| August 2003|
WHAT TIPS THE SCALES FOR AN OPEN DBMS?
How do those in PostgreSQL inner circles view the partnering of MySQL AB and SAP AG? Josh Berkus, a member of the PostgreSQL Core steering team, and Richard Huxton write that what may tip the balance against this partnership is that most misunderstood of Open Source elements: Community.
| June 2003|
HOW BRAVE IS YOUR CTO? HOW ENDEMIC IS YOUR CYA?
A senior executive and Open Source architect confesses to why fallacious TCO reports about “costly Linux” and tortured logic about the nature of “free” drive him crazy and don’t add up to his experience in working with servers, applications, and support. Oh yes, the confession: He’s still using a Windows desktop.
| May 2003|
TUX TO HBR
The Harvard Business Review has declared the strategic importance of IT over. We say nonsense! Their analysis rests on this tenet of proprietary software: To be strategic a resource must be scarce. As a result, IP must be owned, controlled and kept far from competitors. By their logic, knowledge can never be strategic and IT is nothing more than glorified data processing.
| May 2003|
While Microsoft executives celebrate the miracle of infinite productivity revealed in their SEC filing, they can raise another Merlot to a report from the Meta Group that projects Linux going nowhere on corporate desktops in the next 5 years. Why? Licenses don’t matter. Linux costs more to run. They say to beware ‘The Fallacy of Free.’ We don’t think so!
| April 2003|
"WE HAVE FULL LINUX SUPPORT"
Return of the installfest. Thanks a lot, guys. What openBench Labs sees is not pretty. While the buzz continues over Linux enterprise empowerment via hyper-threading, journaled file system advancements, streamlined TCP/IP networking stacks, and the like, the fact is that getting Linux up and running on new systems continues to place practitioners quite on their own. Jack Fegreus asks: This is solid Linux support?
| February 2003|
THE PENGUIN PATENTS
SCO Group shocker: It is "the majority owner of Unix intellectual property" and "has full rights to license this technology, and enforce the associated patents and copyrights." Now they've hired David Boies to protect that IP. How did we get here?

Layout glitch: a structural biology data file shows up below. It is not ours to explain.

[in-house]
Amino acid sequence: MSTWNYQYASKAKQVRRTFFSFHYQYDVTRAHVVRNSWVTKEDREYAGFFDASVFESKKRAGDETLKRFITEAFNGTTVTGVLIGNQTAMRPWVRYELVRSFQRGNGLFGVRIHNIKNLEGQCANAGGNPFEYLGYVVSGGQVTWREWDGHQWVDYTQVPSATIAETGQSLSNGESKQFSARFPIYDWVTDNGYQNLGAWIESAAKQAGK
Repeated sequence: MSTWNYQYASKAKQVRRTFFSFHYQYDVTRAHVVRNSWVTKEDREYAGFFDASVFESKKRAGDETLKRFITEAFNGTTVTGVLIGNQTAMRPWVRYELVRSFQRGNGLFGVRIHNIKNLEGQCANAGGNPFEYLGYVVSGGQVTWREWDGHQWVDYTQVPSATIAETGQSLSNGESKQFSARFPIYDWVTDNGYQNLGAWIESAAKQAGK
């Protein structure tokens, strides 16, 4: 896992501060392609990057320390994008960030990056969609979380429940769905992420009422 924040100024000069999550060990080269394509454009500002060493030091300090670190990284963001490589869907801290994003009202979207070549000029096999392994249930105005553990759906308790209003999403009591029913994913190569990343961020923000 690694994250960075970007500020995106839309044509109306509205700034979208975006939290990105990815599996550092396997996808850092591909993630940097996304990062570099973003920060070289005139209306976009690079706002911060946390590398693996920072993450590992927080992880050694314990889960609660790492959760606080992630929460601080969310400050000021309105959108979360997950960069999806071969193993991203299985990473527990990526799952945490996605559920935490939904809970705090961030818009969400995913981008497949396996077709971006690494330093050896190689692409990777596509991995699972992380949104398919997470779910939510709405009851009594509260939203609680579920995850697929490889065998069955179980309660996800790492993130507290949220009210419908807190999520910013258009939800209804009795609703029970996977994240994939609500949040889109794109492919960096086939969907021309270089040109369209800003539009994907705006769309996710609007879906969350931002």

| January 2003|
IN THE BAZAAR
From what Eric Raymond calls proprietary tinsel to revenue streams that are coming in from MySQL’s dual licensing model, Open Source business models are coming of age. Researcher Mikko Välimäki reveals what he’s learned about Open Source licensing schemes and the almighty copyright.
| January 2003|
AT THE BAZAAR
Microsoft to put its Core Server products on Linux by next year? That’s the prediction that Meta Group voiced, setting off a ruckus of commentary from Redmond to Reykjavik. Open’s Jack Fegreus gives pause: Set aside the technical issues, assess the programming costs in a proprietary environment, and compare the price structure of Openexchange. It's the margins, stupid.
The now famous letter from a Peruvian congressman that tackles Open Source prophecies of doom is the focus of an illuminating presentation of point-counterpoint, pitting Microsoft's arguments against a reasoned analysis of Open Source.
MICROSOFT AND THE 'D' WORD
Forget about the US Justice Dept., forget about the EU Commission on Competition, but don't forget Fed Chairman Greenspan who warned businesses now have "no pricing power." The deflationary "Wal*Mart economy" is what really threatens Microsoft. It doesn't matter if MS is a monopoly. What matters is no company in the MS distribution chain is a monopoly. This is the Achilles' heel of the MS desktop domination strategy.
TRADE SECRET UPROAR
SCO Group drops the next shocker: After engaging a lawyer to protect its almighty intellectual property aka UNIX, it now is going after IBM in a lawsuit accusing IBM of dumping proprietary information acquired from UNIX into the Open Source community. What’s to be made of all this? Jack Fegreus comments on the legal concept of trade secrets and what the courts typically examine.
Gazing into its glassy depths, it feels more like looking backwards, not forwards? With the OMB, the Fed, and others admitting that the United States is in recession, new Middle Eastern conflicts, and a Bush in the White House, it feels like 1991 all over again. And that’s great news for those who are in the business of embedded and pervasive computing.